Q: Why is the title of your blog "I married a communist"?
A: The title of anything is its highest priced real estate. Words accrue a lot of their meanings from how they are habitually used. Today, the word "communist" evokes the concepts of secret police, authoritarian regimes and the oppression in the so-called former communist countries of Eastern Europe. But there was a time, in the 19th and early 20th century, when communists were understood as the good guys.
Q: So did you really marry one of the good guys?
A: Yes, see photographic evidence at Trotsky's grave.
Q: Aren't you worried that the title will be off-putting to readers?
A: I have readers?! Thank you!
Q: How do your parents feel about you marrying a communist?
A: My parents? They're tickled pink.
A: My father still remembers the Great Depression. He clips coupons and reminds everyone of the household slogan from my childhood, "We don't buy anything that's advertised on TV." His rejoinder to any story of woe is a shoulder shrug, accompanied by "Well, that's free enterprise for you!"
A: Your daughter gets married for the first time at age 42?
Q: Why do you hate free enterprise so much?
A: Any system of social organization will have its advantages and disadvantages, and some individuals will benefit more from one system than from another. I'm in favor of an egalitarian system, for reasons articulated by Rawls and others philosophers (in particular, see the argument called the Veil of Ignorance). Capitalism is explicitly anti-egalitarian (think of the board game, Monopoly). I think humans can do better. Its time to start a dialogue about what kind of society we want to live in.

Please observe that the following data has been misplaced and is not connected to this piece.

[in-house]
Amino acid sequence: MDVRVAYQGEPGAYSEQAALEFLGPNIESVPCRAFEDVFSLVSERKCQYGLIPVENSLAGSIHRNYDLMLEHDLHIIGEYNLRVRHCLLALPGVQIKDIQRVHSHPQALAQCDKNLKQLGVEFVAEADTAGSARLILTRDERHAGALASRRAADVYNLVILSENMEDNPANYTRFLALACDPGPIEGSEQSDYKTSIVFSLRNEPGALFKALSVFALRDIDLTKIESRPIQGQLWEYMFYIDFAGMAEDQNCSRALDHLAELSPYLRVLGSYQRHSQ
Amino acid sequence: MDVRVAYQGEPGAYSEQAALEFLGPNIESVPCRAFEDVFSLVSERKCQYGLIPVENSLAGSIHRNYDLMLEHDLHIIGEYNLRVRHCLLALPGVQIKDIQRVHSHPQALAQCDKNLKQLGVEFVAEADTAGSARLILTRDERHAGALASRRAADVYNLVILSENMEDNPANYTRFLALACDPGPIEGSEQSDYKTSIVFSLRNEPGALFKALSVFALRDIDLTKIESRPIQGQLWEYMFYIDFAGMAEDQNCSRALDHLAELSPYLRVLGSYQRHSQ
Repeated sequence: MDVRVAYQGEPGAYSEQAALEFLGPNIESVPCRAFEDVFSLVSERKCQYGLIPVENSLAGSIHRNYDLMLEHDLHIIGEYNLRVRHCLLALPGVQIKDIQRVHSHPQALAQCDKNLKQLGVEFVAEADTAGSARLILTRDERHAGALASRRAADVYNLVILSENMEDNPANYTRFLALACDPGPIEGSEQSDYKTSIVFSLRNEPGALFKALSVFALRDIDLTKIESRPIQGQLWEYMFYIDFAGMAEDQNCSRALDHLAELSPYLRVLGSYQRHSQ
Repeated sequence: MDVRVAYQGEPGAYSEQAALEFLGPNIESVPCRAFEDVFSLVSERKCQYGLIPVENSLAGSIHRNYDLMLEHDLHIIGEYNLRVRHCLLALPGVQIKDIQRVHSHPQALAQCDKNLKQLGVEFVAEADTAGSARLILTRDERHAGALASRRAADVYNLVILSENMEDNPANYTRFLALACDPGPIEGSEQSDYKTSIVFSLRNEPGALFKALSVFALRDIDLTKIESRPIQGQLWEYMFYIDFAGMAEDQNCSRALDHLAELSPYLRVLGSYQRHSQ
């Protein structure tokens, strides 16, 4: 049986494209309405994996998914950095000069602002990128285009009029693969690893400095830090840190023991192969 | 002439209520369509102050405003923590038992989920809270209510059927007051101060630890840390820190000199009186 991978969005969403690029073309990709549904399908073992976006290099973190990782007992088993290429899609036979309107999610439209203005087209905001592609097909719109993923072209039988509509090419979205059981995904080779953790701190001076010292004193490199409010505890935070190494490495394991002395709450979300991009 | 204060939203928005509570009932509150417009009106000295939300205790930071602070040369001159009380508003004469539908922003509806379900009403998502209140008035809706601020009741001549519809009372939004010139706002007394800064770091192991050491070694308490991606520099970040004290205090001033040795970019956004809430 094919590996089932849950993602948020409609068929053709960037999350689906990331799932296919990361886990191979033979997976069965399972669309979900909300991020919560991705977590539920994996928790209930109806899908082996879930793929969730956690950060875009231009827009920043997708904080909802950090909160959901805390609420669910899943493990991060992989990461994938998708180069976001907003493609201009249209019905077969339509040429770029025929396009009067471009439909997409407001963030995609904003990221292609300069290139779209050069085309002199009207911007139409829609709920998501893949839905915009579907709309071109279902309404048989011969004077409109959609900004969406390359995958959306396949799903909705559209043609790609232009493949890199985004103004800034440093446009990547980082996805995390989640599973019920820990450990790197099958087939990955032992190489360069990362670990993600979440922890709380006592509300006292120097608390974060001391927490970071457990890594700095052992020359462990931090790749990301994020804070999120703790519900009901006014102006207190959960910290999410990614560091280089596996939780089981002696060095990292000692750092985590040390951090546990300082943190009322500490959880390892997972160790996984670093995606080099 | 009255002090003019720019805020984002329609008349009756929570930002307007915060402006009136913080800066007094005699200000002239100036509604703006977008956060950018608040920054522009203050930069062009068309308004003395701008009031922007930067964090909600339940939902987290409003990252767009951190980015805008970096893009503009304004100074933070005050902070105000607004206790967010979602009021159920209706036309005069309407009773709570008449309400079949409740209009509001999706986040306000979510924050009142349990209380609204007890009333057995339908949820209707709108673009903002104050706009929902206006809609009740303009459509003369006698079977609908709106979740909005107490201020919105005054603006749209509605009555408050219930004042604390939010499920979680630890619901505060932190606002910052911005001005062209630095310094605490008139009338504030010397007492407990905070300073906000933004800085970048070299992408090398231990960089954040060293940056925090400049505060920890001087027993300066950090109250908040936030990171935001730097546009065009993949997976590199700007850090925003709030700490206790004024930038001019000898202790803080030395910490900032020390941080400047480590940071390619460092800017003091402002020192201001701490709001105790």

Q: What about the fact that very few people seem to be interested in criticizing capitalism, even though there are plenty of conversations about improving how humans live?
A: For this question, the old lawyer's strategy of asking "cui bono" applies. Why aren't many people talking about X? Well, whose interest is served by lack of conversation about X?
Q: How to get the dialogue going?
A: I suggest a TV series, of the quality of The Sopranos. The dramatic back-drop is socio-political revolution/reform in America set in the current day or perhaps a few years in the future. There's been financial collapse, rioting -- the country is in crisis. What direction to take? Characters have conflicting views and agendas. Post your comments here about some helpful story lines.
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